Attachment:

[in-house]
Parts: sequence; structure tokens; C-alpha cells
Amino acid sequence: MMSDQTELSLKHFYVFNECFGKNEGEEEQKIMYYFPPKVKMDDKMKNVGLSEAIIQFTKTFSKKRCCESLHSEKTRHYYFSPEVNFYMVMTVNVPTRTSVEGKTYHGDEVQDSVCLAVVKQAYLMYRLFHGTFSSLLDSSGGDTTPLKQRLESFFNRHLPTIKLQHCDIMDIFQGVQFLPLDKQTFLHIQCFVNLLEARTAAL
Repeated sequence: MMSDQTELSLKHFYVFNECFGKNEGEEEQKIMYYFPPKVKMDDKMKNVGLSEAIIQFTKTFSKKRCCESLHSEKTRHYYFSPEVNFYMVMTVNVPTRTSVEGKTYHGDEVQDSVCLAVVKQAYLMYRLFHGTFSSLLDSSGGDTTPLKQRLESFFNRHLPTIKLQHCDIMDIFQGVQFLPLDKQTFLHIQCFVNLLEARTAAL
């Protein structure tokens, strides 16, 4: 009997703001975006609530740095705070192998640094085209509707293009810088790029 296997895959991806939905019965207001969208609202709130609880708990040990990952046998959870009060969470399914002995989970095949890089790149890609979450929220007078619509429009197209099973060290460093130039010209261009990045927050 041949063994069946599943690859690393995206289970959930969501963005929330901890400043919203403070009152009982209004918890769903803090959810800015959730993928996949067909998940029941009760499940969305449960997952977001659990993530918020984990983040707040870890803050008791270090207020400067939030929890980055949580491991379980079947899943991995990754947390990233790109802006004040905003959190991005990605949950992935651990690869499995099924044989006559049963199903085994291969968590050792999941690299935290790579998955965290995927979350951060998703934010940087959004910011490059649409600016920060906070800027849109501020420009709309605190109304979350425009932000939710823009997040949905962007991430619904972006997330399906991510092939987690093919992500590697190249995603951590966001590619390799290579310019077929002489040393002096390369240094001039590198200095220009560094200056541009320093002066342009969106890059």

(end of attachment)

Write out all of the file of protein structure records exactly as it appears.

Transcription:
[in-house]
Parts: sequence; structure tokens; C-alpha cells
Amino acid sequence: MMSDQTELSLKHFYVFNECFGKNEGEEEQKIMYYFPPKVKMDDKMKNVGLSEAIIQFTKTFSKKRCCESLHSEKTRHYYFSPEVNFYMVMTVNVPTRTSVEGKTYHGDEVQDSVCLAVVKQAYLMYRLFHGTFSSLLDSSGGDTTPLKQRLESFFNRHLPTIKLQHCDIMDIFQGVQFLPLDKQTFLHIQCFVNLLEARTAAL
Repeated sequence: MMSDQTELSLKHFYVFNECFGKNEGEEEQKIMYYFPPKVKMDDKMKNVGLSEAIIQFTKTFSKKRCCESLHSEKTRHYYFSPEVNFYMVMTVNVPTRTSVEGKTYHGDEVQDSVCLAVVKQAYLMYRLFHGTFSSLLDSSGGDTTPLKQRLESFFNRHLPTIKLQHCDIMDIFQGVQFLPLDKQTFLHIQCFVNLLEARTAAL
């Protein structure tokens, strides 16, 4: 009997703001975006609530740095705070192998640094085209509707293009810088790029 296997895959991806939905019965207001969208609202709130609880708990040990990952046998959870009060969470399914002995989970095949890089790149890609979450929220007078619509429009197209099973060290460093130039010209261009990045927050 041949063994069946599943690859690393995206289970959930969501963005929330901890400043919203403070009152009982209004918890769903803090959810800015959730993928996949067909998940029941009760499940969305449960997952977001659990993530918020984990983040707040870890803050008791270090207020400067939030929890980055949580491991379980079947899943991995990754947390990233790109802006004040905003959190991005990605949950992935651990690869499995099924044989006559049963199903085994291969968590050792999941690299935290790579998955965290995927979350951060998703934010940087959004910011490059649409600016920060906070800027849109501020420009709309605190109304979350425009932000939710823009997040949905962007991430619904972006997330399906991510092939987690093919992500590697190249995603951590966001590619390799290579310019077929002489040393002096390369240094001039590198200095220009560094200056541009320093002066342009969106890059």